• Preparing samples for proteomic analysis by following a variety of established technical procedures according to written protocols.
  • May operating facility instrumentation including off-line HPLC fractionation systems, mass spectrometers, speed vacs, and related instrumentation
  • Performing initial data analysis
  • May assist in the modification, development, and implementation of cutting edge protocols for clinical proteomics
  • Maintains and stores cell lines and primary cultures.
  • Maintains and stores test materials and products.
  • Assisting facility staff and collaborators with results dissemination.


  • Knowledge of tandem mass spectrometry and reversed phase chromatography (HPLC and nanoLC)
  • Experience in the handling of cells, tissues, and/or clinical samples
  • Practical experience with liquid chromatography, mass spectrometry instrumentation, proteomics sample preparation an asset

The applicant is expected to have a level of education, training, and experience equivalent to a BSc + 2 years of experience in an appropriate discipline or similar.


Every PHSA employee enables the best possible patient care for our patients and their families. Whether you are providing direct care, conducting research, or making it possible for others to do their work, you impact the lives of British Columbians today and in the future. That’s why we’re focused on your care too – offering health, wellness, development programs to support you – at work and at home.

  • Join one of BC’s largest employers with province-wide programs, services and operations – offering vast opportunities for growth, development, and recognition programs that honour the commitment and contribution of all employees.
  • Access to professional development opportunities through our in-house training programs, including +2,000 courses, such as our San’yas Indigenous Cultural Safety Training course, or Core Linx for Leadership roles.
  • Enjoy a comprehensive benefits package, which includes statutory benefits - Canada Pension Plan, Employment Insurance and WorkSafe BC plus the BC Cancer group benefits plan which includes medical & dental extended health, and group life insurance coverage, and psychological health & safety programs and holistic wellness resources.
  • Annual statutory holidays (13) with generous vacation entitlement and accruement.
  • PHSA is a remote work friendly employer, welcoming flexible work options to support our people (eligibility may vary, depending on position).
  • Access to WorkPerks, a premium discount program offering a wide range of local and national discounts on electronics, entertainment, dining, travel, wellness, apparel, and more.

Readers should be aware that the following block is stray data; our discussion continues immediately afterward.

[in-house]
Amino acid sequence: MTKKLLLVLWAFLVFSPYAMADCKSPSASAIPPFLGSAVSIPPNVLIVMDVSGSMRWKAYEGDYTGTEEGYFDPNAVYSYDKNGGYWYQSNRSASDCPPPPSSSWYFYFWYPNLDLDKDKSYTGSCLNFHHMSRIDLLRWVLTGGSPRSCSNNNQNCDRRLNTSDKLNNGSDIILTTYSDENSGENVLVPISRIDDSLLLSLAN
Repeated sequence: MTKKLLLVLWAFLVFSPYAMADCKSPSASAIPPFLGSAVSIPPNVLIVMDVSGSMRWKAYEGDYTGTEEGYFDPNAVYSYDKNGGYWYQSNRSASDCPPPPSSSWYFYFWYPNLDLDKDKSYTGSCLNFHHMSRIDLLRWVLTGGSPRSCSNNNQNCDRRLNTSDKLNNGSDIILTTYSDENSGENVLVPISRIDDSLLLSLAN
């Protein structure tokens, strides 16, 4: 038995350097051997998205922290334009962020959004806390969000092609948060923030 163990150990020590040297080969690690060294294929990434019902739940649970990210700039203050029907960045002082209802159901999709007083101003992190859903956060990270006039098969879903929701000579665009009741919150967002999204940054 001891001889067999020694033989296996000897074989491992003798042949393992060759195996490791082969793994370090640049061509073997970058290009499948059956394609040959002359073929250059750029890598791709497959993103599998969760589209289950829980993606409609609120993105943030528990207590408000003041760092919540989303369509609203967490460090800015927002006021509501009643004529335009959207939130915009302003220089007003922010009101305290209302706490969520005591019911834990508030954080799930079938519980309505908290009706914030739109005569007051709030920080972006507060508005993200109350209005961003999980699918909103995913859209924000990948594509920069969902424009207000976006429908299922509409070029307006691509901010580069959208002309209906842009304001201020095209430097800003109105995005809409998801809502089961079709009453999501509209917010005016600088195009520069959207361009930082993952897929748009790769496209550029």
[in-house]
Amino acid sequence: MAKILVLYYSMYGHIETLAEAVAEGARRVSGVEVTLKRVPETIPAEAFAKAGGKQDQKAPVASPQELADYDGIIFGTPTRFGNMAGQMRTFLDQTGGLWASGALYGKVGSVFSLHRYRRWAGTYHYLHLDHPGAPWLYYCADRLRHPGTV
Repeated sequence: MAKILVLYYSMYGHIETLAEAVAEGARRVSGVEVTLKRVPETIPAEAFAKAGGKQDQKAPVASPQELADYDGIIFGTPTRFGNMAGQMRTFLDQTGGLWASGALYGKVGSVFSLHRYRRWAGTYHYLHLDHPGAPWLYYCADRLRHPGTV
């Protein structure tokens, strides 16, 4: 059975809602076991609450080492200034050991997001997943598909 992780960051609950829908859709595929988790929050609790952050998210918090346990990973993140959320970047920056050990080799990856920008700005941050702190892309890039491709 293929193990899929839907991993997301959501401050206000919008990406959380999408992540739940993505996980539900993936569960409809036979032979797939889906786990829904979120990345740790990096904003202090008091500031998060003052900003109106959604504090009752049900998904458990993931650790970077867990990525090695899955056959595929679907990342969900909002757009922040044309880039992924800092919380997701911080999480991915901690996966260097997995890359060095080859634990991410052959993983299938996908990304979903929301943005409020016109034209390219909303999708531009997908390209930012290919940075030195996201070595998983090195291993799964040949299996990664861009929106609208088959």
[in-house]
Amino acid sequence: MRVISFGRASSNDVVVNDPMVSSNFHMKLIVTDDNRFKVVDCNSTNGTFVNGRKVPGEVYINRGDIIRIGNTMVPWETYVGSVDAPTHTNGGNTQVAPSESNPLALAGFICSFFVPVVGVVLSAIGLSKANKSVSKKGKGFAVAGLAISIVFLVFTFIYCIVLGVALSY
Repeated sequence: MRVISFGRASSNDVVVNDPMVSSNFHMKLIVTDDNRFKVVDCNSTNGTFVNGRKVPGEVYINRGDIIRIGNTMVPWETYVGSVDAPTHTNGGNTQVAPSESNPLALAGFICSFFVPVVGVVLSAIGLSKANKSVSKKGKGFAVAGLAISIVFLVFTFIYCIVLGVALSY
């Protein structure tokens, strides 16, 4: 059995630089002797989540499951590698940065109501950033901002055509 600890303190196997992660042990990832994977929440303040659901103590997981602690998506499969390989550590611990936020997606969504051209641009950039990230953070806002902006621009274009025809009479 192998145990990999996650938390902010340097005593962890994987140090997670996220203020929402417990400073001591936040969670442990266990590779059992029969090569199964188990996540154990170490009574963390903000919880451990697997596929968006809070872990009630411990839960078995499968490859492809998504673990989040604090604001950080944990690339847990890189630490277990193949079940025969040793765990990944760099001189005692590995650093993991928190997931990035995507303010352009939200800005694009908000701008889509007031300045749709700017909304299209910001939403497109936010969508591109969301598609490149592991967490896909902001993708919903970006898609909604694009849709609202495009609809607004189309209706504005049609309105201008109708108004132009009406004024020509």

Job Type

Temporary renewable, Full-Time, 7.5 hrs. per day

100% onsite

Salary Range

$57,347 to $75,268

The starting salary for this position would be determined with consideration of the successful candidate’s relevant education and experience, and would be in alignment with the provincial compensation reference plan. 


Please submit a detailed cover letter and resume to, using Job Reference No. RA2_R00004_Proteomics_2024_06_03 in the subject line of your email.

While we value and review all applications, please note that due to the volume of submissions only shortlisted candidates will be contacted. This posting will remain online until the position is filled.

All qualified candidates are encouraged to apply; however, Canadian citizens and permanent residents will be given priority.


As per the current Public Health Order, full vaccination against COVID-19 is a condition of employment with PHSA as of October 26, 2021.

Please note all jobs at the GSC are based in Vancouver, British Columbia, Canada. Flexible work options may be available for this position upon request and is subject to change in accordance with GSC’s operational needs and PHSA’s Flexible Work Options Policy.

We believe that equity, diversity and inclusivity are essential for the advancement of human knowledge and science.

We welcome all applicants and provide all employees with equal opportunity for advancement, regardless of race, colour, ancestry, place of origin, political belief, religion, marital status, family status, physical or mental disability, sex, sexual orientation, gender identity or expression, age, conviction of a criminal or summary conviction offence unrelated to their employment.